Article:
Columbia University's Dr. David Brenner Brings in a Team to Make Far-UVC Research a Reality and Kill COVID-19

Leigh Teece

Dr. David Brenner is a researcher at Columbia University who says he may have a "public health breakthrough" in the fight against the novel coronavirus.

He has discovered that a certain kind of light can kill airborne viruses, including some types of coronavirus. His research has since expanded specifically into its effectiveness against COVID-19.

As the director of the Center of Radiological Research at Columbia University, Dr. Brenner has been studying ultraviolet light, also known as UV light, as a potentially life-saving weapon against the spread of viruses.

UV light is known for its germicidal killing properties and is used to clean equipment and hospital areas. But it is also dangerous to humans because it can penetrate the skin and cause cancer, as well as cataracts.

However, that's not the case with a narrow band of UV light called far-UVC light.

"It can't get through any of the living cells of our skin," said Dr. Brenner. "That's why it's safe for human exposure."

Earlier this year Brenner was testing the ability of far-UVC light to kill airborne viruses in preparation for the upcoming flu season. When the coronavirus outbreak hit, Brenner ran additional tests to determine whether far-UVC light kills those viruses in the air as well.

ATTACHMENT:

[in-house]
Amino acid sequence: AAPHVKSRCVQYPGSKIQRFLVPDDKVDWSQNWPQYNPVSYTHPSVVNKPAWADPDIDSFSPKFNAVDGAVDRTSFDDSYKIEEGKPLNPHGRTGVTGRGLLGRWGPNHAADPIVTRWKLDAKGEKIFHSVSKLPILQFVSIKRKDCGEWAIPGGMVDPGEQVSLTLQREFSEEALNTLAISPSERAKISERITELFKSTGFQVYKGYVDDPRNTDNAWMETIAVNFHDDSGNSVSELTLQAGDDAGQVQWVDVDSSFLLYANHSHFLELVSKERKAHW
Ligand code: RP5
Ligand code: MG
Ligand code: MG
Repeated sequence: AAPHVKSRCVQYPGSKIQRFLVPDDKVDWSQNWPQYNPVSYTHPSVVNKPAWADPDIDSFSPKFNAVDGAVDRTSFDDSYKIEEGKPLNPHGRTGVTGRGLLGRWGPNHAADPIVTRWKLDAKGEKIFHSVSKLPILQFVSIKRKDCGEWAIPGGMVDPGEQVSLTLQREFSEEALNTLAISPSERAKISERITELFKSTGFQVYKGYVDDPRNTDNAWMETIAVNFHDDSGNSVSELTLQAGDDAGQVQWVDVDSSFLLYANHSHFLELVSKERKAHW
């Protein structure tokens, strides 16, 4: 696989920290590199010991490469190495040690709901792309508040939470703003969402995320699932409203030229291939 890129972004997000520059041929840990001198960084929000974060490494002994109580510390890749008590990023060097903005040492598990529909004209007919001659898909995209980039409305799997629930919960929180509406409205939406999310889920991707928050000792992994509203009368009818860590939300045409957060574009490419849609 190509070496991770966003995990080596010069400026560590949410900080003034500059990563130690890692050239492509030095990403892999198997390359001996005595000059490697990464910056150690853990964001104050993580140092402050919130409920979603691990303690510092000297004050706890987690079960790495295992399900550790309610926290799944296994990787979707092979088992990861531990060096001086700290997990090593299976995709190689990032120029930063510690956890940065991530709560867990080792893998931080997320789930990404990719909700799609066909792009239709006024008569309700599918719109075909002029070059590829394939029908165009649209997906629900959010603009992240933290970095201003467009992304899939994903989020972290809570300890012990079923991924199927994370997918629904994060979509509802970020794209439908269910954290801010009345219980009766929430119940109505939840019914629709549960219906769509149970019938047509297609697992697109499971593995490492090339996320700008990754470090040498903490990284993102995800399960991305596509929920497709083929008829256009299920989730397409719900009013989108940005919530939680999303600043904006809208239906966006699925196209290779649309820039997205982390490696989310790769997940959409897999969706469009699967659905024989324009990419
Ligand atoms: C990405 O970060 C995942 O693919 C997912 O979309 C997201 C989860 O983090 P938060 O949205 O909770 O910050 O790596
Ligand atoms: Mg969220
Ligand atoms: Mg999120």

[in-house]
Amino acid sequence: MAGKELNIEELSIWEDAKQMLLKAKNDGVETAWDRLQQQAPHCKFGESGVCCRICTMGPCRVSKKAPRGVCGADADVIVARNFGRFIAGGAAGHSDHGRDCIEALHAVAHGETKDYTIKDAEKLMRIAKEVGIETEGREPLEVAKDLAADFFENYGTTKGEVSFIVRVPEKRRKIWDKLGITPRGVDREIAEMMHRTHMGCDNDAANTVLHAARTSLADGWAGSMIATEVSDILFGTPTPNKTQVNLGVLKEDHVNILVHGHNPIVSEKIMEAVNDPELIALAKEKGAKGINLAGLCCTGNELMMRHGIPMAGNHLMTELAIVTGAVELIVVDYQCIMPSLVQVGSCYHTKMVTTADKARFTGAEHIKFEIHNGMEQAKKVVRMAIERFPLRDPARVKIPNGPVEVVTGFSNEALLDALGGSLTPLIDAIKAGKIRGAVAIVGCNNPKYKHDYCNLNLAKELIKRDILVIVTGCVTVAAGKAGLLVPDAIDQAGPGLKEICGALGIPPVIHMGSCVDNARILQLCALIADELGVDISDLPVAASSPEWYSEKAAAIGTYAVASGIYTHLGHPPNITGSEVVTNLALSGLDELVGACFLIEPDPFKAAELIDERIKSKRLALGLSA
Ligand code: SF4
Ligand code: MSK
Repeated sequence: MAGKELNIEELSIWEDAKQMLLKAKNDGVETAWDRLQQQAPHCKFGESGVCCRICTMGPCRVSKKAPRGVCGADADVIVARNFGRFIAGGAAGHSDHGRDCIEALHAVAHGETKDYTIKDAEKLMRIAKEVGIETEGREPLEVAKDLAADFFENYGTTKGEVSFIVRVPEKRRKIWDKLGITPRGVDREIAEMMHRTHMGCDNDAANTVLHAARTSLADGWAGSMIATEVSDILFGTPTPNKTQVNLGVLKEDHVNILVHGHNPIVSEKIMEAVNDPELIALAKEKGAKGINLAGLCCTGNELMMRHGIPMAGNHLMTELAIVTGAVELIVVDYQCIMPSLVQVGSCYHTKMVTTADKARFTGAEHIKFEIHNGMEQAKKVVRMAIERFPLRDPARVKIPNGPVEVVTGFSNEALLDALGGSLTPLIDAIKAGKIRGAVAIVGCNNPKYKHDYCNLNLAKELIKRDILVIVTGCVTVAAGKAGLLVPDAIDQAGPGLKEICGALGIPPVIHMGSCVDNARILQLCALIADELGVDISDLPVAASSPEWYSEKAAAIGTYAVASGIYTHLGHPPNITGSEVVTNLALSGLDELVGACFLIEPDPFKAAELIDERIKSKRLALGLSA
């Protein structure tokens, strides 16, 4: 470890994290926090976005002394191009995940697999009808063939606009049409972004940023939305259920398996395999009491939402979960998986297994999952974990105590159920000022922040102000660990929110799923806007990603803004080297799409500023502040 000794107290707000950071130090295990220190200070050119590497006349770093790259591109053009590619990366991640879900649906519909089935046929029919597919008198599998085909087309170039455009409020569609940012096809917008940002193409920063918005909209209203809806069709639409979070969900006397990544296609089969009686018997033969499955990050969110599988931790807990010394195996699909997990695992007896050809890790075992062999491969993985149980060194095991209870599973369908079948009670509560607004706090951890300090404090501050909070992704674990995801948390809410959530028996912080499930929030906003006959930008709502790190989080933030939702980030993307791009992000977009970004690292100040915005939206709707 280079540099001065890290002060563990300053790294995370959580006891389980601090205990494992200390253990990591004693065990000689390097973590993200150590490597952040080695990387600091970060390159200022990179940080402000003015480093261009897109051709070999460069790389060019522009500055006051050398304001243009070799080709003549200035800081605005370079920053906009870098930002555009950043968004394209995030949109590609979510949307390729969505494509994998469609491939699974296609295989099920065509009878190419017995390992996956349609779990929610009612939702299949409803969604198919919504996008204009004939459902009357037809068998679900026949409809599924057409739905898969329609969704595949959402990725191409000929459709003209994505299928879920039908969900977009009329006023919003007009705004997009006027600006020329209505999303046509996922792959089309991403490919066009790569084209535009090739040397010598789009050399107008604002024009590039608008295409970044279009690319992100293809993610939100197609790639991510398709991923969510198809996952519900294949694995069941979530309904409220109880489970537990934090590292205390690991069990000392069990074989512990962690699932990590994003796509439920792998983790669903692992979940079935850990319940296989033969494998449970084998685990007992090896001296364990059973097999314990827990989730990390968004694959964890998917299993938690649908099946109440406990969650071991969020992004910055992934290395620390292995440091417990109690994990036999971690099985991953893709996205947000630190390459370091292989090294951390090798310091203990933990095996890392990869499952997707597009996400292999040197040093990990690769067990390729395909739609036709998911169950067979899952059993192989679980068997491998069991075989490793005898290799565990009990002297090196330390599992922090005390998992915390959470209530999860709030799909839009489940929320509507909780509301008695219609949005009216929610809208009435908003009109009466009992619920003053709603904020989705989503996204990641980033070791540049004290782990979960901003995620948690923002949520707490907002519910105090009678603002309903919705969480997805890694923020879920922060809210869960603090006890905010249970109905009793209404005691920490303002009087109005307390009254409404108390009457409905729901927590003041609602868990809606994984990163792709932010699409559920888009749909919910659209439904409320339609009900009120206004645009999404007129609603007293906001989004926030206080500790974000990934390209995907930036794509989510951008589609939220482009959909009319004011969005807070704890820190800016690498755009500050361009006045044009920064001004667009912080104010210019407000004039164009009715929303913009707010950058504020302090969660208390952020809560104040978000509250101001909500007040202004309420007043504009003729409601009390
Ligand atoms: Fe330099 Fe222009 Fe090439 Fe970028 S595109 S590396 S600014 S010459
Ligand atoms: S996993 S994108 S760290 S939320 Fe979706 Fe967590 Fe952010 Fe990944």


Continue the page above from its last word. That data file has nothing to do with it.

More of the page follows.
"We saw we can kill 99% of the virus with a very low dose of far-UVC light," Brenner said.

Brenner's research team has already tested two seasonal coronaviruses, and is currently testing the current strain, SARS-CoV-2.

"There's no reason to believe it's going to be different from these results," he said.

Dr. Brenner envisions them being used in public places like airports and train stations, as well as in hospitals and schools. This is where Dr. Brenner's business team has entered the scene to work with Dr. Brenner to commercialize and scale his research.

"Right now there is no real approach to trying to reduce the amount of viruses in a room where people are and somebody sneezes and coughs," he said. "If you could actually decontaminate the air around you pretty quickly, that would be a real plus."

Our thanks to Sandra Temko , ABC News  

Comments

COVID-19

FEATURED
COMMUNITY